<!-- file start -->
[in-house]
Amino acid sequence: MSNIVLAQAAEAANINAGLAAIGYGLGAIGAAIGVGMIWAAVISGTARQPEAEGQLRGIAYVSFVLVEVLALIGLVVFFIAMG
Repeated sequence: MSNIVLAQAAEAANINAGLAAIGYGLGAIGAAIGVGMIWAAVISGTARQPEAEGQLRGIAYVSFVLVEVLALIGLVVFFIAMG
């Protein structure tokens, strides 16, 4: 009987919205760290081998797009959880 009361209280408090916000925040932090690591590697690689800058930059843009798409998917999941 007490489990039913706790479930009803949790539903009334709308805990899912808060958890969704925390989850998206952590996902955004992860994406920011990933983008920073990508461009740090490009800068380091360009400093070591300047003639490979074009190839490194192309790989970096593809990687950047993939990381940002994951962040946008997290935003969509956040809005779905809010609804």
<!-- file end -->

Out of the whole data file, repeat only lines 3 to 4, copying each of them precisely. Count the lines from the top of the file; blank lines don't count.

Repeated sequence: MSNIVLAQAAEAANINAGLAAIGYGLGAIGAAIGVGMIWAAVISGTARQPEAEGQLRGIAYVSFVLVEVLALIGLVVFFIAMG
């Protein structure tokens, strides 16, 4: 009987919205760290081998797009959880 009361209280408090916000925040932090690591590697690689800058930059843009798409998917999941 007490489990039913706790479930009803949790539903009334709308805990899912808060958890969704925390989850998206952590996902955004992860994406920011990933983008920073990508461009740090490009800068380091360009400093070591300047003639490979074009190839490194192309790989970096593809990687950047993939990381940002994951962040946008997290935003969509956040809005779905809010609804």